William Kuskin, Ph.D., of the University of Colorado, Boulder, introduced Denver Comic Con’s keynote speaker, cartoonist Chris Ware, as a man who presents “honesty” as an “antidote to the emptiness we see in culture now, countered by art, even if he evokes a nightmare through that honesty”. Ware guided the audience at DCC through the major thematic movements of his life from childhood through his most recent work on Building Stories, closely interwoven at every juncture with his observations and engagement with art. From Ware’s student days, instructed in art school, where he “felt alienated”, that art was essentially dead in modern times, to his early work creating “wordless comics” in student papers, he encountered the realization that reading comics produced “sounds in his mind like music” and struggled to understand that phenomenon.
Ware spoke very favorably of his work with Fantagraphics beginning in 1993, a time when he was allowed a great deal of freedom to create an “intimate relationship with a book” for readers in terms of format, design, and content, and explained how proud he was to produce the hardcover of Acme Novelty Library at a time when there “weren’t that many hardcover fiction comics”. During this period Ware began to confront “how the human mind distorts reality and changes expectations”, he said, which “leads to human unhappiness”. Working on McSweeney’s was a time when he hoped to produce, “the best possible example” he could “for intelligent, literary readers” to encounter new work and looked to the example of Raw Magazine, which he felt challenged him to a total design approach in a book.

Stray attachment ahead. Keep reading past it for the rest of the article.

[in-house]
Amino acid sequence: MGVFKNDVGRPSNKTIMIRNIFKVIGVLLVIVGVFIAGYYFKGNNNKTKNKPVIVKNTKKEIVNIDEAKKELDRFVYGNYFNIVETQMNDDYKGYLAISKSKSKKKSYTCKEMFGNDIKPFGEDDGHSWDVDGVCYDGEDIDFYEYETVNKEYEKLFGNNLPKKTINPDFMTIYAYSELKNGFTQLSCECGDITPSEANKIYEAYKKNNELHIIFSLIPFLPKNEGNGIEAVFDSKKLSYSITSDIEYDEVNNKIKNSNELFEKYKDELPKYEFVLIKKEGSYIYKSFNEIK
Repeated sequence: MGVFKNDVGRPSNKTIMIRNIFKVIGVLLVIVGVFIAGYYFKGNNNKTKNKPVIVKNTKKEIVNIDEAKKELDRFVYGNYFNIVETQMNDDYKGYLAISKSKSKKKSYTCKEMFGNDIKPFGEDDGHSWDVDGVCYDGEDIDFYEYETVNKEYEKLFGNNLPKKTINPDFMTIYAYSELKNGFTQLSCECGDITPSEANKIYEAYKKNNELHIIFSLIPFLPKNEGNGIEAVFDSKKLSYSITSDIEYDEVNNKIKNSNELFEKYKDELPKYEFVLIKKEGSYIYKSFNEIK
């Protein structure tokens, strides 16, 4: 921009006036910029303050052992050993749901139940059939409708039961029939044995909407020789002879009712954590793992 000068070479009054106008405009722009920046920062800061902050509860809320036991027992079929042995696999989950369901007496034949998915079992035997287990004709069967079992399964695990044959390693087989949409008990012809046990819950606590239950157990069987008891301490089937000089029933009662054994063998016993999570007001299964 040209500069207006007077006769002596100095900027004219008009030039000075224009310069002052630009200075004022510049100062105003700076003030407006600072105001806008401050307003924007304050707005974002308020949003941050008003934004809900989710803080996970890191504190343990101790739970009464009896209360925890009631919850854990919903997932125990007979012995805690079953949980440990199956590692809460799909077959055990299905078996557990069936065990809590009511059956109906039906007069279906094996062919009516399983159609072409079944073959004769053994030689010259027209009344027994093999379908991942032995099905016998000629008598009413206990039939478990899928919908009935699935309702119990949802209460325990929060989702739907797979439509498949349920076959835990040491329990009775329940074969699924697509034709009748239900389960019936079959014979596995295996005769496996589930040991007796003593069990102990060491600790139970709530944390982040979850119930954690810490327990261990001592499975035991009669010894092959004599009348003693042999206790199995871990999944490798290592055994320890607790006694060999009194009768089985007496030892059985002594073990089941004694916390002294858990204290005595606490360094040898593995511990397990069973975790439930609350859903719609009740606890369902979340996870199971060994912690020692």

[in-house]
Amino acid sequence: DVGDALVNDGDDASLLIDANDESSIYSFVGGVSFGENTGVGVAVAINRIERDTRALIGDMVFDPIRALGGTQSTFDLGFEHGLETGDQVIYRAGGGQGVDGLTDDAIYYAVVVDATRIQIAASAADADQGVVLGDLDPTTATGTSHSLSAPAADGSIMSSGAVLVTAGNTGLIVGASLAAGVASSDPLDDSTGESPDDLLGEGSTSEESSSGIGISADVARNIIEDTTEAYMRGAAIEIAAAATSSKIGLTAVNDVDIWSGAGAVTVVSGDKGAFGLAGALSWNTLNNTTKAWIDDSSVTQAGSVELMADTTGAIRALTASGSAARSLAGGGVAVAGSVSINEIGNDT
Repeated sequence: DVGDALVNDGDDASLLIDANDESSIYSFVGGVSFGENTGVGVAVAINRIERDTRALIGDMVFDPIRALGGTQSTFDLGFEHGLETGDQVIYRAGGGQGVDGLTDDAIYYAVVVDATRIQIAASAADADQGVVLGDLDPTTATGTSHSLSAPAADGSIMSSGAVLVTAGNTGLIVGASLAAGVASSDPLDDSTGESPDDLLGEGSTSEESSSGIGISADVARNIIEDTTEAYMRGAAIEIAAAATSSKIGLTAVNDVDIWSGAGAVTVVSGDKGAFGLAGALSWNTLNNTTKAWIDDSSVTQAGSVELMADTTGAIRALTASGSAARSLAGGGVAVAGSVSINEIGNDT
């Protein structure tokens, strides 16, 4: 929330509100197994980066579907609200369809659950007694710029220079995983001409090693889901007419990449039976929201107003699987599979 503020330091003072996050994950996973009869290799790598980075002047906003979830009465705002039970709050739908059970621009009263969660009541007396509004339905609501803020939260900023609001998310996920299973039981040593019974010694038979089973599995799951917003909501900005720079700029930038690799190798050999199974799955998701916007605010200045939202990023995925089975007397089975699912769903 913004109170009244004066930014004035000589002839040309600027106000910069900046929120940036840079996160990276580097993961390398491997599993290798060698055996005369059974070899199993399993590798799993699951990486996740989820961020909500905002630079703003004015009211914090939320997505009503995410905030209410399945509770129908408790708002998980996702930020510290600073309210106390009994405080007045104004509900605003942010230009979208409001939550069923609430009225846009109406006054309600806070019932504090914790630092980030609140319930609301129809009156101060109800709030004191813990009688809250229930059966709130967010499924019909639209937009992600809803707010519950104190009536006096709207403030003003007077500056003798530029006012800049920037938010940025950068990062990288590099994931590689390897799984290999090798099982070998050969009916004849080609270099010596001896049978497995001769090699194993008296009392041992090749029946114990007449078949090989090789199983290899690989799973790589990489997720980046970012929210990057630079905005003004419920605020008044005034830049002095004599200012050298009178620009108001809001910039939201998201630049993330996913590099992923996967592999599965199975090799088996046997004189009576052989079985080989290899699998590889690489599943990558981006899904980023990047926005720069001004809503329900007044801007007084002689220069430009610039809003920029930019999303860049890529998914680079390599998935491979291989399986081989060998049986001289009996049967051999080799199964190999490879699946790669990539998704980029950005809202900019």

When it came to discussing Building Stories, Ware was keen to delve into art history and the objects that inspired his fascination. From the initial series of “strips” that appeared in an “obscure Swiss magazine”, wordless for practical reasons of translation, following the inhabitants of a Chicago apartment building, to serialization in the New York Times, Building Stories was something that experienced a long period of construction itself. He described Building Stories as a “book about everything” and a work that has led him to especially question “what tense” a comic is composed in, since to Ware, comics exist in the “past and present simultaneously”. He quipped that this should be the next Ph.D. thesis question for scholars. Examining some images from Building Stories also led Ware to comment on the way that times seems to move more and more quickly in life, and from his personal experience, even more so once you have a child. He briefly explained the digital aspect of his related project for Wired Magazine with “touch sensitive interface”, but commented that the project eventually led him to reject digital format since, he said, “I don’t like charging people money for electronic information”.
This single strongly posed challenge to his art education kept him from accepting a defeatist view of modern art production. In closing, Ware treated the DCC audience to a viewing of the animated short Quimby the Mouse, a project geared toward a “potential HBO show that didn’t happen”. The enigmatic but gripping animation, accompanied by music and conveying both slapstick and silent film elements, as well as nods toward early animation, seemed to support Ware’s previous statement that some works can be “incredibly moving” while suggesting emotion but avoiding sentimentality.
Hannah Means-Shannon writes and blogs about comics for TRIP CITY and Sequart.org and is currently working on books about Neil Gaiman and Alan Moore for Sequart. She is @hannahmenzies on Twitter and hannahmenziesblog on WordPress. Find her bio here.